AURA Staff Training on Vacuum Technology

vacuum training

Staff from CTIO, SOAR and Gemini participated in a shared training session on vacuum technology during November.

The coating of a state-of-the art primary mirror is a complex process that requires specialists from several areas, with sufficient training and knowledge. This was demonstrated in October 2015 when the Gemini primary mirror (M1) was successfully recoated by a combined team of specialists from Gemini, the Cerro Tololo Inter-american Observatory (CTIO) and the Southern Astrophysical Research (SOAR) Telescope

In order to keep observatory staff up-to-date on vacuum coating technologies, last week a classroom training session on vacuum technology brought together staff from all of the telescopes of the Association of Universities for Research in Astronomy (AURA) in Chile

Specialists from Intercovamex, a Mexican company that specializes in vacuum technology and training, provided insights into all important aspects of vacuum technology and tailored the training to observatory needs.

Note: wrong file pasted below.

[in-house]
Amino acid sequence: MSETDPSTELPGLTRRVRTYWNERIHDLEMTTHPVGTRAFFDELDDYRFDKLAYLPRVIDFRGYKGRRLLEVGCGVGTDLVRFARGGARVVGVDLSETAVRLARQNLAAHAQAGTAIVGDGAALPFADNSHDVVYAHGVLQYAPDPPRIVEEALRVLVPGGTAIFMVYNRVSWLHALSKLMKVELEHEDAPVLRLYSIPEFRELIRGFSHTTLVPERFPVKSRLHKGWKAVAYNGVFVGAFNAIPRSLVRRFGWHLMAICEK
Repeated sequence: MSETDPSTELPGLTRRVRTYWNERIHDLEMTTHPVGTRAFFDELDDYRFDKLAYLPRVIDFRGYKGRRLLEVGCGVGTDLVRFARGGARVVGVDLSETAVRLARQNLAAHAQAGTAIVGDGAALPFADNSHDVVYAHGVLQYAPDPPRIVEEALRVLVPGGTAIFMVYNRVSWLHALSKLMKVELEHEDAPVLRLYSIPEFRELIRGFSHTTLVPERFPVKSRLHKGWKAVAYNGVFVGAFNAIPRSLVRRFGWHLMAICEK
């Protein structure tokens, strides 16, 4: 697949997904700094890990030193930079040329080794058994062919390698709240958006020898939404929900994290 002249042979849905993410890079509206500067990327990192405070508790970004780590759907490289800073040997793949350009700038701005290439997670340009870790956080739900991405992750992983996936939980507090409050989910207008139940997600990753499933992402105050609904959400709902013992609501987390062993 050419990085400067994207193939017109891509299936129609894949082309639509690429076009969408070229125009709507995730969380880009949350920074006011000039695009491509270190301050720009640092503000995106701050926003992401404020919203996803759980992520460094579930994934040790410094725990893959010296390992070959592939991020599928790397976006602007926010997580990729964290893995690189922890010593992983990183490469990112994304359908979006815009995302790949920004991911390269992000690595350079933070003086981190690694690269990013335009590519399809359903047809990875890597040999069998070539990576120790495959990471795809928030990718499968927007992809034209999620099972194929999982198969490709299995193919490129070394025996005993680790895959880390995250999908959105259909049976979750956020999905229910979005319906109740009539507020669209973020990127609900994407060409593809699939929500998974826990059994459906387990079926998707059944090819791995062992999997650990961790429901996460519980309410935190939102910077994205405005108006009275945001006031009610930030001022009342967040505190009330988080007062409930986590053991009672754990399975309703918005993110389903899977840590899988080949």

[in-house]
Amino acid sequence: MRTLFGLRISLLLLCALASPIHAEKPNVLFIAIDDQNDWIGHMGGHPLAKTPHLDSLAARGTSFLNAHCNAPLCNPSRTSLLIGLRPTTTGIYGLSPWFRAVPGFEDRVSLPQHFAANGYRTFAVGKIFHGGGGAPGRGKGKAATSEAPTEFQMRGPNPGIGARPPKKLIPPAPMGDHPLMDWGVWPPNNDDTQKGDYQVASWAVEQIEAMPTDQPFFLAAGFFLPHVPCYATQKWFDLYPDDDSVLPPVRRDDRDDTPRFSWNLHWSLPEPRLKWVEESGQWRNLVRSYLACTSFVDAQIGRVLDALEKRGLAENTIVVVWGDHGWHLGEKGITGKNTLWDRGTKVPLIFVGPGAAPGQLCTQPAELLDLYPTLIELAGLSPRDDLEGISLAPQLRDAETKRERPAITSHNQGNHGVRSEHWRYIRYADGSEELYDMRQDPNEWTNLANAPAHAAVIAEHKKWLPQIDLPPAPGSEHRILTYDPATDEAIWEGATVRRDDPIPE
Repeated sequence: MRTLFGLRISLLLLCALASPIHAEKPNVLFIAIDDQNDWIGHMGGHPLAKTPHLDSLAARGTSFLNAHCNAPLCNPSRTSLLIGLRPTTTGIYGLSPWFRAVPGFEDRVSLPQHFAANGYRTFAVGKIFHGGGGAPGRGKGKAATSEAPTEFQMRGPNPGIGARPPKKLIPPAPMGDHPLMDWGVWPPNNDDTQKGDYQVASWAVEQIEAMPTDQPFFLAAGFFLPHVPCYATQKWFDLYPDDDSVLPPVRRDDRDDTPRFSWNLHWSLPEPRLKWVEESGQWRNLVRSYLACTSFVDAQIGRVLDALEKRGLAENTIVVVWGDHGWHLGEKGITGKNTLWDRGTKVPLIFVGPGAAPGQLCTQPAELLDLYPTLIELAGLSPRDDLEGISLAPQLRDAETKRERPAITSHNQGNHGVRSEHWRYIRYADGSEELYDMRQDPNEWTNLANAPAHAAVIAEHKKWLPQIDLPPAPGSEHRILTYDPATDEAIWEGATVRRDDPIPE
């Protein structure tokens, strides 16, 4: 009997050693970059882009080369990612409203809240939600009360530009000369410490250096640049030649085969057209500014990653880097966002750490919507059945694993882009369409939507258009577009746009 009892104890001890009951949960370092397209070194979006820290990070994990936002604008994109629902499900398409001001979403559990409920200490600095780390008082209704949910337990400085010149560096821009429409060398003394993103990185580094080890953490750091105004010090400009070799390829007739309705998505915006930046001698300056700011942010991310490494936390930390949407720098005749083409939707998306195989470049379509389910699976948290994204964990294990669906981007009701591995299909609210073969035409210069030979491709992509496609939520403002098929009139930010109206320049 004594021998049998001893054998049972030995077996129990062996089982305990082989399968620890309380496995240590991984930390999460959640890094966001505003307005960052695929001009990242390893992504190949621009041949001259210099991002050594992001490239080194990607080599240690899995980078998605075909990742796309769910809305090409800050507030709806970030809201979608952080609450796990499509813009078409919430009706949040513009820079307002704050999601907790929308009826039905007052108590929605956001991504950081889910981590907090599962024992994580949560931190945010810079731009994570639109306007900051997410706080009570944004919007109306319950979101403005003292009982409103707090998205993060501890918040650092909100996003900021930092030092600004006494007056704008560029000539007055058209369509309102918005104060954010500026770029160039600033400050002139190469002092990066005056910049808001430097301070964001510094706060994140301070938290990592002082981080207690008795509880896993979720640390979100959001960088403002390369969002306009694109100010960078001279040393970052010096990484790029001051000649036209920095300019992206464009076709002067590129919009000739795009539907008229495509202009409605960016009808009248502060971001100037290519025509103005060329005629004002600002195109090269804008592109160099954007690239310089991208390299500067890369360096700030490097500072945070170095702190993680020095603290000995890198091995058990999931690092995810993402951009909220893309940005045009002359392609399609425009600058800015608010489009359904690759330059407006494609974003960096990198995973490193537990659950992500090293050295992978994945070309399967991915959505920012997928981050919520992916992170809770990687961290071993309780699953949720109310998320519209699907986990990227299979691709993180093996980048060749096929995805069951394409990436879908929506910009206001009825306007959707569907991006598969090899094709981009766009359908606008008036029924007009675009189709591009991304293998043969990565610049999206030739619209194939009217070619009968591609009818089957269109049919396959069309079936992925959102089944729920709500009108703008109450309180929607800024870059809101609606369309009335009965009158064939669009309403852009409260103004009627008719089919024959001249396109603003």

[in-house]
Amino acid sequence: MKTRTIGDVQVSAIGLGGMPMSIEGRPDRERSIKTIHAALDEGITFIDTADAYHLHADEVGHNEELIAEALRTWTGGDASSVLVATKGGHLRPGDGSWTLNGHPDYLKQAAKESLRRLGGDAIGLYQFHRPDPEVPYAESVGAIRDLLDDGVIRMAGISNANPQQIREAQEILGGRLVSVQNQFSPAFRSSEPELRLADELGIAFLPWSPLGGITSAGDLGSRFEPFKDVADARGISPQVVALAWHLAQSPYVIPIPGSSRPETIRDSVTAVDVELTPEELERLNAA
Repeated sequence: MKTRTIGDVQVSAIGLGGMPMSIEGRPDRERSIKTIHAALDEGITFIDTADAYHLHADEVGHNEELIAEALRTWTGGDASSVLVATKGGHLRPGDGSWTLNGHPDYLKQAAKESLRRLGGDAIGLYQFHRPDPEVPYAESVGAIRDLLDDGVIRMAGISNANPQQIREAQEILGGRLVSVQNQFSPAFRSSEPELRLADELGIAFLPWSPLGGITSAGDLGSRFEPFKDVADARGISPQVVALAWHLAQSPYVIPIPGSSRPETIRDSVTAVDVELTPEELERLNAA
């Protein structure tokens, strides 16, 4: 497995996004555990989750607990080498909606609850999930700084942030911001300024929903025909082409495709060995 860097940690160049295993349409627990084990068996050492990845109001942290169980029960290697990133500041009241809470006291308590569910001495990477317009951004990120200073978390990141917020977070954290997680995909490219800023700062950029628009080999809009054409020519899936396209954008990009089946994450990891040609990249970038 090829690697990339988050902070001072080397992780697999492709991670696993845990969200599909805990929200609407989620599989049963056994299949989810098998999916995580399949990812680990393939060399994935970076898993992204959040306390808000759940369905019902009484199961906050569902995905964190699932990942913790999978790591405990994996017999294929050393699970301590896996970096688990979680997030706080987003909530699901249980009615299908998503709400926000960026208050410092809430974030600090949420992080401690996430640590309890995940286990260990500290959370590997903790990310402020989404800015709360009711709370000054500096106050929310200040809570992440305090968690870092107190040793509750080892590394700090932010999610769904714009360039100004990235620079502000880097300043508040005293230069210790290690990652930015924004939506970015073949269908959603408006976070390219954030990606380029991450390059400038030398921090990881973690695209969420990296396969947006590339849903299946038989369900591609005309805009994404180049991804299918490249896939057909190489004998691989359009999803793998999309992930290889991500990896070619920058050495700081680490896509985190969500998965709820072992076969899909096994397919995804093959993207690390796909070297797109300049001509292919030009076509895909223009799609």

vacuum training1

The training included theoretical sessions at the Gemini South Base Facility, and the final part of the training took place at the telescope to look at specific observatory equipment.

Most of the instruments that Gemini and other AURA telescopes use utilize vacuum chambers to cool down detectors, increase their sensitivity, and reduce background noise. With vacuum technology so pervasive, from instruments to optical coatings, the importance of this training is critical.

The Gemini South Head of Engineering Operations, Michiel Van Der Hoeven comments, “hopefully this shared training initiative will further enhance our knowledge on these systems, enable further collaboration and open up new opportunities for all”.

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